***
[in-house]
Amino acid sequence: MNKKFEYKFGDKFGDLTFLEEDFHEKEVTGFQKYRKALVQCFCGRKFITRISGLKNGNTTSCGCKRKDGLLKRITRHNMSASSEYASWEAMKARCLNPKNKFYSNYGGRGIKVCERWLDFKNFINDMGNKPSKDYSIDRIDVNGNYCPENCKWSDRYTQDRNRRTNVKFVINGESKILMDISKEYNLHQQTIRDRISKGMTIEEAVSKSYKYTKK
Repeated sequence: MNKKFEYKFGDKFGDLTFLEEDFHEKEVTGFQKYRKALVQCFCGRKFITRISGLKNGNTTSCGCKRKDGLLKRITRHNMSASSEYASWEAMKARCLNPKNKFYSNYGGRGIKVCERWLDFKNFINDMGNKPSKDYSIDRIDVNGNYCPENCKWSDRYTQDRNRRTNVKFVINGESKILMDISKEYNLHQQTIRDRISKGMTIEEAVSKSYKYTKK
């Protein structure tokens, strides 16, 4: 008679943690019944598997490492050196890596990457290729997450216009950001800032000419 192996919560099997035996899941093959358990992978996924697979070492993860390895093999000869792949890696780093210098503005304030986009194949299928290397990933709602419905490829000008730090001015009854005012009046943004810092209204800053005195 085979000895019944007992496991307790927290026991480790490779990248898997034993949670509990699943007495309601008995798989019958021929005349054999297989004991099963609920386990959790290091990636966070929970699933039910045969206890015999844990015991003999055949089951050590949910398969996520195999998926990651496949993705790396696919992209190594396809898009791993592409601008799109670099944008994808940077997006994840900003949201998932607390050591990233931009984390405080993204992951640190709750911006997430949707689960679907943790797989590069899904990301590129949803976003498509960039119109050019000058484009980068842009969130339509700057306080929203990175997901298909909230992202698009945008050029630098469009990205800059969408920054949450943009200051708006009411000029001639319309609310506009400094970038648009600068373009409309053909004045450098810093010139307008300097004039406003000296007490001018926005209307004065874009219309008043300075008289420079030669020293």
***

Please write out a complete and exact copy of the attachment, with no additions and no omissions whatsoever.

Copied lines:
[in-house]
Amino acid sequence: MNKKFEYKFGDKFGDLTFLEEDFHEKEVTGFQKYRKALVQCFCGRKFITRISGLKNGNTTSCGCKRKDGLLKRITRHNMSASSEYASWEAMKARCLNPKNKFYSNYGGRGIKVCERWLDFKNFINDMGNKPSKDYSIDRIDVNGNYCPENCKWSDRYTQDRNRRTNVKFVINGESKILMDISKEYNLHQQTIRDRISKGMTIEEAVSKSYKYTKK
Repeated sequence: MNKKFEYKFGDKFGDLTFLEEDFHEKEVTGFQKYRKALVQCFCGRKFITRISGLKNGNTTSCGCKRKDGLLKRITRHNMSASSEYASWEAMKARCLNPKNKFYSNYGGRGIKVCERWLDFKNFINDMGNKPSKDYSIDRIDVNGNYCPENCKWSDRYTQDRNRRTNVKFVINGESKILMDISKEYNLHQQTIRDRISKGMTIEEAVSKSYKYTKK
């Protein structure tokens, strides 16, 4: 008679943690019944598997490492050196890596990457290729997450216009950001800032000419 192996919560099997035996899941093959358990992978996924697979070492993860390895093999000869792949890696780093210098503005304030986009194949299928290397990933709602419905490829000008730090001015009854005012009046943004810092209204800053005195 085979000895019944007992496991307790927290026991480790490779990248898997034993949670509990699943007495309601008995798989019958021929005349054999297989004991099963609920386990959790290091990636966070929970699933039910045969206890015999844990015991003999055949089951050590949910398969996520195999998926990651496949993705790396696919992209190594396809898009791993592409601008799109670099944008994808940077997006994840900003949201998932607390050591990233931009984390405080993204992951640190709750911006997430949707689960679907943790797989590069899904990301590129949803976003498509960039119109050019000058484009980068842009969130339509700057306080929203990175997901298909909230992202698009945008050029630098469009990205800059969408920054949450943009200051708006009411000029001639319309609310506009400094970038648009600068373009409309053909004045450098810093010139307008300097004039406003000296007490001018926005209307004065874009219309008043300075008289420079030669020293």